Kitemark to counter throw away society

A label to help consumers identify long-lasting products that are easy to repair has been launched in Austria in a bid to cut waste.

The sustainability label developed by the Austrian Standardization Institute will allow consumers to identify durable electrical and household goods.

Sepp Eisenriegler, one of the label's founding fathers, told edie: "More and more resources are wasted for products with shorter and shorter life cycles. We need to save resources for coming generations.

"To reach this goal we have chosen electrical and electronic goods, which have the strongest impact on the household waste growth. We are confronted with more and more throw-away-products which cannot be repaired at reasonable costs.

"The housing of items such as electrical tooth brushes cannot be opened to be repaired without destroying the product; spare parts and wiring diagrams are not available."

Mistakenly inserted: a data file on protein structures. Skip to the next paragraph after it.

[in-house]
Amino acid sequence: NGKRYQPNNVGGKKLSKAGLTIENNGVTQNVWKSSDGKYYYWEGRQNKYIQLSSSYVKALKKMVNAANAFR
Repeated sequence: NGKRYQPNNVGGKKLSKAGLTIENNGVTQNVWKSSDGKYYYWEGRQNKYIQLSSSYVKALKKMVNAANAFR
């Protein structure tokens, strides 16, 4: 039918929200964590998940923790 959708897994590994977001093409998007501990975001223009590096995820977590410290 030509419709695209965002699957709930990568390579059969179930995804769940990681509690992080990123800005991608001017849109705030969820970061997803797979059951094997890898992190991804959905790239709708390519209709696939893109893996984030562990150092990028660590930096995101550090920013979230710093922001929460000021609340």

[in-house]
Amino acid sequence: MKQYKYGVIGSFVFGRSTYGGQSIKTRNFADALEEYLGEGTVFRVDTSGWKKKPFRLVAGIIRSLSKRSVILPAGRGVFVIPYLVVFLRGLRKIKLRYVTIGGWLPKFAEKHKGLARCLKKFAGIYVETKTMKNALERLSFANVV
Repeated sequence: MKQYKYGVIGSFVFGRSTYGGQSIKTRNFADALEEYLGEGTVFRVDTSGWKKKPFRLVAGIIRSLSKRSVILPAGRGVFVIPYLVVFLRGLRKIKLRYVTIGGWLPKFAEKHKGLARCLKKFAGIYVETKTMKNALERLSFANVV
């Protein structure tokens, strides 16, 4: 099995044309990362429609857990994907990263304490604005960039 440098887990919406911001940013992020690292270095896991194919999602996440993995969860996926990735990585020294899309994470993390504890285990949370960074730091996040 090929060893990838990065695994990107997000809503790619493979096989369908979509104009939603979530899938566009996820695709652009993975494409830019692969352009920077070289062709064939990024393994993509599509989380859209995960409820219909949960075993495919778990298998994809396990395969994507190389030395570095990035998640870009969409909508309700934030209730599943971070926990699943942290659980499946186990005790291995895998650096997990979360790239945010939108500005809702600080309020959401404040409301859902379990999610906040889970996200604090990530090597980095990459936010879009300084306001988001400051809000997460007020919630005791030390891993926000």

Among the criteria for the label are the availability of a construction plan, how easily the outer housing can be opened without breaking it and the absence of any need for special tools for repair.

If the label launched the end of June is successful in the Austria it could be rolled out across Europe.

"This will be when world wide producers will take our idea seriously and increase the production of product types worth labelling," said Mr Eisenriegler.

"The difference will be less resources and waste in production. It is an important contribution towards sustainable consumption."

He says it is cheaper for consumers to use durable products which can be repaired at reasonable prices to extend their life even if they may be more expensive at the point of purchase.

Demand for the label launched is expected to grow as manufacturers seek to capitalise on an increasingly lucrative market for eco-products.

So far the label has been applied to four products, including two types of Eudora washing machines.

David Gibbs



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